a cooling system integrally formed in the IPB, said cooling system configured to cool said battery charger during said charging period.
Description
CROSS-REFERENCES TO RELATED APPLICATION

This application claims the benefit of U.S. Provisional Application No. 60/410,521, filed Sep. 12, 2002.

TECHNICAL FIELD

The present invention relates generally to battery systems and more particularly to battery charging systems in hybrid electric vehicles.

BACKGROUND

Certain new types of vehicles, known as hybrid vehicles, employ a combustion engine coupled with a combination electric motor-generator to provide energy for vehicle locomotion. In some of these hybrid or mild-hybrid powertrain systems, an electric motor-generator system replaces the conventional starter motor and alternator. When the hybrid vehicle is decelerating or is stopped, the fuel flow to the engine is shut off to improve fuel economy. In contrast to a convention internal combustions engine, while the hybrid vehicle is at a standstill, the engine is not turning. The motor-generator system of the hybrid vehicle is implemented to enable this fuel cutoff feature while minimally affecting drivability.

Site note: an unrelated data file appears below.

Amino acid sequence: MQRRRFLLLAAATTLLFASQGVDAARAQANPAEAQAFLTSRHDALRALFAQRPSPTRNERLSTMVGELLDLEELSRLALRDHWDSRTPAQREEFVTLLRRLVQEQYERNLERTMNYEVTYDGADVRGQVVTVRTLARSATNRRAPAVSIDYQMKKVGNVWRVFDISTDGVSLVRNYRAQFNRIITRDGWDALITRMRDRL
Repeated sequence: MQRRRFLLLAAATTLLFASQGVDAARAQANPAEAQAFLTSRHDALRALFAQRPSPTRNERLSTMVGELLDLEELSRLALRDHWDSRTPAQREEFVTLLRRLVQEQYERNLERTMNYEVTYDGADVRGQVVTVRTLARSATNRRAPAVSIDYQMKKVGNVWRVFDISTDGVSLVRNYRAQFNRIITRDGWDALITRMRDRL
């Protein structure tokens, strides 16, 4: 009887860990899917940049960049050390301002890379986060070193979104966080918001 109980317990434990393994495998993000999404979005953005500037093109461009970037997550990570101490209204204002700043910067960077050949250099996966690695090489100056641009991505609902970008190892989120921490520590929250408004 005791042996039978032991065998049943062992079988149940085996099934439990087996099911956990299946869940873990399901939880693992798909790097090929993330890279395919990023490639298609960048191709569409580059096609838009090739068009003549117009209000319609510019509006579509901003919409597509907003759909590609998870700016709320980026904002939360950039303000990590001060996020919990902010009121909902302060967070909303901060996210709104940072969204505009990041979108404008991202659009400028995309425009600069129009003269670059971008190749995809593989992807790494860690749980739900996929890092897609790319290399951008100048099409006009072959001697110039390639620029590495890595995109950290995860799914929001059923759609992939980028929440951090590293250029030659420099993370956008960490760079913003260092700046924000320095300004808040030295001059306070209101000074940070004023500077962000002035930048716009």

In a mild-hybrid powertrain with an automatic transmission, when the brake pedal is released after a stop, the motor-generator system spins up the engine, and creeps the vehicle forward, similar to a conventional vehicle with an automatic transmission. The engine combustion can be commenced after some pre-determined period of time, or when the accelerator pedal is depressed. When the driver accelerates, the combustion engine restarts automatically and the hybrid vehicle can be driven in a conventional manner. When the combustion engine is running, the motor-generator acts as a generator to supply the hybrid electric vehicle's electrical power requirements, as well as recharging the on-board battery system. The vehicle's on-board battery system and a DCDC converter support the hybrid vehicle's electrical loads (fans, radio, etc) whenever the combustion engine is off.